Bond actress Madeline Smith gets upfront about the past

In advance of her visit to Co Cork, former Hammer and Bond actress Madeline Smith tells John Daly about a very different era of film-making.

Bond actress Madeline Smith gets upfront about the past

In advance of her visit to Co Cork, former Hammer and Bond actress Madeline Smith tells John Daly about a very different era of film-making.

When Madeline Smith, former Bond girl and Hammer Horror legend, arrives in Clonakilty for the Spook Screen film festival next week, she’ll be adding a personal quest to her Irish shopping list.

“I have long been in search of my Irish family roots, but without any real success, and hope there might be someone who can help me to discover more,” she says.

Her great great grandfather, Robert Dewar, a career army man, married one Mary Sweeney at St Michan’s Church in Dublin sometime around 1854.

“He went off to fight in the Crimea, and I guess she went as well. And sadly, that’s where the trail ends.”

But whatever clues may yet emerge about her ancestors, the crowds clogging Clonakilty to partake of this first ever festival devoted to horror films will get a chance to hear Madeline talk about her long career, as well as viewing a screening of her more famous roles in Frankenstein and the Monster From Hell.

“It is certainly the Hammer film I’m more proud of, and was a challenging early role for me playing a deaf mute.”

Her first horror film was Taste The Blood Of Dracula with Christopher Lee, followed by The Vampire Lovers where she shared the screen with another master of the macabre, Peter Cushing.

“I did learn so much working with icons like Chris and Peter, and while horror was clearly good for my career, I actually preferred comedy.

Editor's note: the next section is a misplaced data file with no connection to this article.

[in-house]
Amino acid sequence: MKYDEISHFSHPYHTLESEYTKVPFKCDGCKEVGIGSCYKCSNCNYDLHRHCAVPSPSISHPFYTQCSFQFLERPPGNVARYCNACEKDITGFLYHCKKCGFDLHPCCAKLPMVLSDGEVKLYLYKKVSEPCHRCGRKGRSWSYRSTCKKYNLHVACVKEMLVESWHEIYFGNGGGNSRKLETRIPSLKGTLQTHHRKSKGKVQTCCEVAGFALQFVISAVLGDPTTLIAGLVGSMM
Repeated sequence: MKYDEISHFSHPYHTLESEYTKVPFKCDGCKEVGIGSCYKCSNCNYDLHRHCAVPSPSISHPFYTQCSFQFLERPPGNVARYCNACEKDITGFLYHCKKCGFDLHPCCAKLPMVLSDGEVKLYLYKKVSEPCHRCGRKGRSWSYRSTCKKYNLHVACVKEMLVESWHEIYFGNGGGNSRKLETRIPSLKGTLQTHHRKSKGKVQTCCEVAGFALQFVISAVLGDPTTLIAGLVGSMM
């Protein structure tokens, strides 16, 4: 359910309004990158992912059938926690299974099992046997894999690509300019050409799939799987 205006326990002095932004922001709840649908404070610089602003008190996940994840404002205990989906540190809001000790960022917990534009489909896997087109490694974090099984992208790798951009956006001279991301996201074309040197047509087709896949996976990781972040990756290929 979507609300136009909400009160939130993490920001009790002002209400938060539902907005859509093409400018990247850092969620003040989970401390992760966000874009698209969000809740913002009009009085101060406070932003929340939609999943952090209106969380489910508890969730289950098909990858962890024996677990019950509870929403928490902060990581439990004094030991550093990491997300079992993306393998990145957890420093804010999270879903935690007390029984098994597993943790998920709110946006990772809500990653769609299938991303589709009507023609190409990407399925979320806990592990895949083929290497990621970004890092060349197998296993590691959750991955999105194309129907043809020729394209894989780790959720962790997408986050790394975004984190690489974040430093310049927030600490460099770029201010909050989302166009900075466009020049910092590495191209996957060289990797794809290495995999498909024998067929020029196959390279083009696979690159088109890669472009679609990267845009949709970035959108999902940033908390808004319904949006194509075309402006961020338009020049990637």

"Horror movie sets are, by their nature, very serious, rather grim places, not a lot of fun going on behind the scenes,” she says with a laugh.

“I had much more joy in things like Up Pompeii, Carry On Matron or The Two Ronnies.”

She still rates her episodes on the Doctor At Large comedy series with Arthur Lowe as an early highpoint: “I just adored the man. He was so kind and smart, and taught me so much about acting.”

While Madeline still attends Hammer gatherings around the world, her other famous role as a Bond girl continues to define her.

Playing Miss Caruso in 1973’s Live and Let Die, she shared screen time with the longest-serving 007, Roger Moore.

“Again, it was down to timing. I’d had a role in early ’70s television series The Persuaders with Roger and Tony Curtis, and he actually suggested me for the part of Miss Caruso in his first movie as James Bond. And clearly Roger’s recommendation carried weight.

“I didn’t even have to do an audition,” she recalls.

Roger was an absolutely delightful gentleman — there was no ego at play there, he was always interested in every aspect of a film set, always talking to the lighting guys, the sound technicians. But, in fact, he was actually shy and quite insecure about his acting.

Madeline especially remembers the iconic scene where Bond slowly unzips her dress using his magnetic wristwatch.

“That was the first scene that was shot in the film, and how could I forget that blue dress,” she smiles.

“Of course, what nobody saw was the special effects man lying underneath between my legs, and pulling on a thread attached to the zip.

"We spent three days filming that scene, and after the twentieth take I can assure you it wasn’t that romantic. It didn’t help that I hated the dress,” she laughs.

Madeline grew up near Kew Gardens in south-west London, with an art restorer father who also wrote children’s books, and a Swiss-born mother who worked as a translator.

Finishing convent school in 1967, just as the flower power ‘summer of love’ was in full flight, she got a job at Biba, the legendary fashion shop in Kensington.